Handwriting and cognition is closely related

January 23 is National Handwriting Day in the USm and on the occasion Quartz has an interesting article about the relationship between the physical act of handwriting and the mental act of thinking.

Several scientific studies have shown that the act of putting pen to paper is related to the quality of our thinking. “When we write, a unique neural circuit is automatically activated,” cognitive psychologist Stanislas Dehaene told the New York Times. Stanislas’s research posits that writing by hand actually makes learning easier. “There is a core recognition of the gesture in the written word, a sort of recognition by mental simulation in your brain,” he explained. A 2014 study with the catchy titled “The Pen is Mightier than the Keyboard,” supports Dehaene’s research proving that taking notes by typing on a computer actually diminishes our ability to process new information.

Read the article about handwriting here

Beware of attendance obesity at meetings

There is an art to effective meetings, and just scheduling a bunch of people to show up is not it.

Consider for instance the number of participants:

Seven is the magic number for business meetings. Each additional person cuts decision-making by 10%, according to Quartz.

Also, state purpose clearly and reduce time allocation to a minimum.

This is pretty basic, but the abundant horror stories of regular time-suck events at both big and small organizations indicate that the points bear repeating.

Digitalisering tar – og gir

Det går en rett (og strømførende) linje fra 1800-tallets telegraftråd til 3D-printing av ansiktsdeler ifølge en interessant kommentar av Per Valebrokk om digitalisering og fremtidens arbeidsliv.

Ikke vanskelig å være enig. Når jeg tenker meg om har jeg et anseelig antall roboter som utfører arbeidsoppgaver for meg i det daglige. Jeg nevner i fleng:

– En robot leverer posten min.
– En robot leser nyhetene for meg, og gir meg en relevant oppsummering.
– Roboter hjelper meg å finne bøker, filmer, magasiner, duppeditter, klær og andre produkter som jeg antakelig vil like.
– En robot tar oppvasken og klesvasken – og gir beskjed når den er ferdig.
– En robot hjelper meg å ordne banktjenester og en annen besørger investeringene mine.

Og det er bare de jeg kommer på i farten, her jeg sitter og sløver i stua. Life is good.

Det som gjenstår for meg er i grunnen først og fremst å skape mening i tilværelsen for meg selv og andre. Det er det vanskelig for en robot å hjelpe med. Det i det hele tatt ganske vanskelig for enhver.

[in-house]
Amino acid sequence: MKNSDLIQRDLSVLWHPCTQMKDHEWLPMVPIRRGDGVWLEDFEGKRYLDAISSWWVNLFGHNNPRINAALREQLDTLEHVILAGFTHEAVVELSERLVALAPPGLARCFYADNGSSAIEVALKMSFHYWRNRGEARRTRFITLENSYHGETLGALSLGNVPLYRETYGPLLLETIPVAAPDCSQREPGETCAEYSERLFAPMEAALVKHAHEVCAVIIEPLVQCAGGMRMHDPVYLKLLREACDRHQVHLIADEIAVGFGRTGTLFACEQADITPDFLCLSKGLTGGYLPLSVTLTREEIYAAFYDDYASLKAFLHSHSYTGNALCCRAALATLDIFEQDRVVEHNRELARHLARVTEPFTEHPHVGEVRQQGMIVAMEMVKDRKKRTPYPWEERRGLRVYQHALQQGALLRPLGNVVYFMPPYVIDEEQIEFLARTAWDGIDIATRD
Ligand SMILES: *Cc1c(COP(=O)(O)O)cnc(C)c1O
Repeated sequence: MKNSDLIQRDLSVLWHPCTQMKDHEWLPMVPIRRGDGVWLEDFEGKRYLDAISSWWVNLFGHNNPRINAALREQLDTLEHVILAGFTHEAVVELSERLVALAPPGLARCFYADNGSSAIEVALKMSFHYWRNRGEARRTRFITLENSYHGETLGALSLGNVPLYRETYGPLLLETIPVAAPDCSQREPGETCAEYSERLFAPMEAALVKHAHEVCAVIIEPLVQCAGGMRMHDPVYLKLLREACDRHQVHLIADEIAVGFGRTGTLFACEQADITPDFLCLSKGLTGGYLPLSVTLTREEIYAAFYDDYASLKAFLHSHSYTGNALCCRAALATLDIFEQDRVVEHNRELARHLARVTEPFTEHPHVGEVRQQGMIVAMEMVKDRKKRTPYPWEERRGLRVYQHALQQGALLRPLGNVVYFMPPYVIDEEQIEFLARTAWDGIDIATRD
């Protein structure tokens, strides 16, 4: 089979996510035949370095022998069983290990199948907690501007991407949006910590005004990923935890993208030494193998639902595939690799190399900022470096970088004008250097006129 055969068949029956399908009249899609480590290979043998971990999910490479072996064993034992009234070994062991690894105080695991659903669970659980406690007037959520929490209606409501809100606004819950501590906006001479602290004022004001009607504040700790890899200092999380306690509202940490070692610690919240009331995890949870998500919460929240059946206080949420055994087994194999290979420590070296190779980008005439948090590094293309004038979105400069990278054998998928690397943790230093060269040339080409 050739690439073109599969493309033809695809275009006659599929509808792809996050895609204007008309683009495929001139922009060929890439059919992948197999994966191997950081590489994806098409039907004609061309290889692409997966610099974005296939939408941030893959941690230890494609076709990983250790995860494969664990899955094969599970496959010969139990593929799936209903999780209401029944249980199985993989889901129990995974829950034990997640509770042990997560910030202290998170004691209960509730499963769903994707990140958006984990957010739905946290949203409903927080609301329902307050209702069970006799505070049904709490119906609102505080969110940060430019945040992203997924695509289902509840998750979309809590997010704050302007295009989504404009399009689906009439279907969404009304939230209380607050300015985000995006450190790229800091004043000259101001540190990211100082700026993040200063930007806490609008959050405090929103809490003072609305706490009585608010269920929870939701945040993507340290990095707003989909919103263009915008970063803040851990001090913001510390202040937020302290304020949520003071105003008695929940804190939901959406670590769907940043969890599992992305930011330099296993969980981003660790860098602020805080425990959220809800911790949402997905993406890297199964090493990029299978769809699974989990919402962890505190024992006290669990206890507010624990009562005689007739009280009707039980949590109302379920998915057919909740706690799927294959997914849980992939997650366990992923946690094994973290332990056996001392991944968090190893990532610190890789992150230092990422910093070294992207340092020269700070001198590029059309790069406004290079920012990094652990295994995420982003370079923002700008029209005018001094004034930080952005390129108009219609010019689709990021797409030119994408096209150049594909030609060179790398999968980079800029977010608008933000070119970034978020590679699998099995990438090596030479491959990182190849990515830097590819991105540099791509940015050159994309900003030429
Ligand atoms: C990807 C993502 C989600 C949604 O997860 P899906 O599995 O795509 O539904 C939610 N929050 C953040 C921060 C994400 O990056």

The Communications Frontline 2014


My good colleague Hanna Svenonius in Stockholm recently wrote a great article on MSL Group’s Critical Conversations blog providing three quick takeaways from the event hosted by JKL where the venerable Paul Holmes (of the Holmes Report shared some insights.

I highly recommend Hanna’s article for the full monty, but here are the three points in short:

  1. PR professionals need to get involved with setting policy, not just defending it
  2. Message control is gone – let it go – and concentrate on building authentic values to guide people in the right direction
  3. Reach and frequency are unfit metrics – use the Net Promoter Score instead. It tells you the number of people willing to recommend your business – minus those who aren’t.


3 steps to better employee communication


MSL Group’s People’s Lab recently published an article on internal communication that I think is well worth noting.

In the article, Julia Christoph from our Munich office suggests five key factors in employee communication. I recommend her article for the full list.

Personally, I would reorganize the list into 3 action steps (easier to remember):

  1. Hone your pitch: People do not magically care about what you have to say simply because you pay their salary. Give them a reason to care. What’s in it for you, for them, for the company, for humanity? Show them the higher purpose. Be specific about what is at stake. (But don’t overdo it, because then they will not listen the next time. Remember the story about the boy who cried «Wolf»?)
  2. Involve your people: Make strong effort to involve all key employees in the communication efforts. Make participation a priority, both by example as well as soft and hard incentives. Ownership is connected to buy-in. Invite comments and dialogue on the subject, preferably through internal social media. (Internal social media enables people across offices and borders to participate on an equal level, at their leisure.)
  3. Tell stories: Grabbing attention is an art. Practice it. Use drama  and real life examples to make your message stick. This is no different in employee communication than other communication. (Also not different: You need to repeat your message. I repeat: Repeat. Your. Message.)

Well, that’s my 2 cents. How would you do it?